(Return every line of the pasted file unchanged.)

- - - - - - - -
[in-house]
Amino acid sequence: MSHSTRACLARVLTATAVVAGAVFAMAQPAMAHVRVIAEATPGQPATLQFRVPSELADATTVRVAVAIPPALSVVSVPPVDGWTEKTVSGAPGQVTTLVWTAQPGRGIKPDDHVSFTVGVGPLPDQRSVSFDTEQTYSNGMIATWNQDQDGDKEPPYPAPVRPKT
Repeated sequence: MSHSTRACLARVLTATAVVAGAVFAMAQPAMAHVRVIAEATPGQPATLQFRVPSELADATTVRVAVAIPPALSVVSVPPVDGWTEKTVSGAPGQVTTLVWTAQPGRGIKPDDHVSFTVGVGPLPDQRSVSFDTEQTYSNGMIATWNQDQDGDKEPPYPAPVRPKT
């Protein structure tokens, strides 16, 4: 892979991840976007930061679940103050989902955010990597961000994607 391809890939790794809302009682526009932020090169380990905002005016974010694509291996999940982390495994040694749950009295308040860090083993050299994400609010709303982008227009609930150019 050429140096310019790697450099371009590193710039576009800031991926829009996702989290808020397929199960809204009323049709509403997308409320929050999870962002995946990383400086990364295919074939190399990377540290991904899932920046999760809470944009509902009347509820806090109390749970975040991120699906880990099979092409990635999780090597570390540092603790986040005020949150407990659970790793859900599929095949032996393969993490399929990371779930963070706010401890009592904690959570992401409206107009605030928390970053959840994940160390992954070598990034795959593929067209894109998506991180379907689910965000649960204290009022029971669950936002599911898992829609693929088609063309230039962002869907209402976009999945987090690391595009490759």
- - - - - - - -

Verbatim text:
[in-house]
Amino acid sequence: MSHSTRACLARVLTATAVVAGAVFAMAQPAMAHVRVIAEATPGQPATLQFRVPSELADATTVRVAVAIPPALSVVSVPPVDGWTEKTVSGAPGQVTTLVWTAQPGRGIKPDDHVSFTVGVGPLPDQRSVSFDTEQTYSNGMIATWNQDQDGDKEPPYPAPVRPKT
Repeated sequence: MSHSTRACLARVLTATAVVAGAVFAMAQPAMAHVRVIAEATPGQPATLQFRVPSELADATTVRVAVAIPPALSVVSVPPVDGWTEKTVSGAPGQVTTLVWTAQPGRGIKPDDHVSFTVGVGPLPDQRSVSFDTEQTYSNGMIATWNQDQDGDKEPPYPAPVRPKT
């Protein structure tokens, strides 16, 4: 892979991840976007930061679940103050989902955010990597961000994607 391809890939790794809302009682526009932020090169380990905002005016974010694509291996999940982390495994040694749950009295308040860090083993050299994400609010709303982008227009609930150019 050429140096310019790697450099371009590193710039576009800031991926829009996702989290808020397929199960809204009323049709509403997308409320929050999870962002995946990383400086990364295919074939190399990377540290991904899932920046999760809470944009509902009347509820806090109390749970975040991120699906880990099979092409990635999780090597570390540092603790986040005020949150407990659970790793859900599929095949032996393969993490399929990371779930963070706010401890009592904690959570992401409206107009605030928390970053959840994940160390992954070598990034795959593929067209894109998506991180379907689910965000649960204290009022029971669950936002599911898992829609693929088609063309230039962002869907209402976009999945987090690391595009490759």